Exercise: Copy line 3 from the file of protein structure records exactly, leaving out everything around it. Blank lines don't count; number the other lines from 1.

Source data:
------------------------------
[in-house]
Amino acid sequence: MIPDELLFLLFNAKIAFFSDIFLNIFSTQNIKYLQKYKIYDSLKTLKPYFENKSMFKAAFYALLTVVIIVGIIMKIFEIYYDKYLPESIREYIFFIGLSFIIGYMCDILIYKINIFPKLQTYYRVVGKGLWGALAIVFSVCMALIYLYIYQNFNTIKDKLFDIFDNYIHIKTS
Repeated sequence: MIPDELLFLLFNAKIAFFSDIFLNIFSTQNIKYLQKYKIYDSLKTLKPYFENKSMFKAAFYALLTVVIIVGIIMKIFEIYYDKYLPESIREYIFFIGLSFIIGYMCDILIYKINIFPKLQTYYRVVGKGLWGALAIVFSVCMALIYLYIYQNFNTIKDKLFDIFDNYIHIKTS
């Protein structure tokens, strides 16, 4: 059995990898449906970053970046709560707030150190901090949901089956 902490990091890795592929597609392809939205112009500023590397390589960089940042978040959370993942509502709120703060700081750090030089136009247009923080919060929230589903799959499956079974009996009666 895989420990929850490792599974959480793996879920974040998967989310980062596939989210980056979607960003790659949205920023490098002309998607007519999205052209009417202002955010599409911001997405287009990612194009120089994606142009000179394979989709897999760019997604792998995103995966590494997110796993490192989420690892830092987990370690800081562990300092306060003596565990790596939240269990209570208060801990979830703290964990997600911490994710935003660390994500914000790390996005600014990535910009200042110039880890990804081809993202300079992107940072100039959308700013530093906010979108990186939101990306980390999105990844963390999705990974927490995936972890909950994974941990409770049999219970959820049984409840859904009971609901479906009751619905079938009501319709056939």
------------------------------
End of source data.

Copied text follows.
Repeated sequence: MIPDELLFLLFNAKIAFFSDIFLNIFSTQNIKYLQKYKIYDSLKTLKPYFENKSMFKAAFYALLTVVIIVGIIMKIFEIYYDKYLPESIREYIFFIGLSFIIGYMCDILIYKINIFPKLQTYYRVVGKGLWGALAIVFSVCMALIYLYIYQNFNTIKDKLFDIFDNYIHIKTS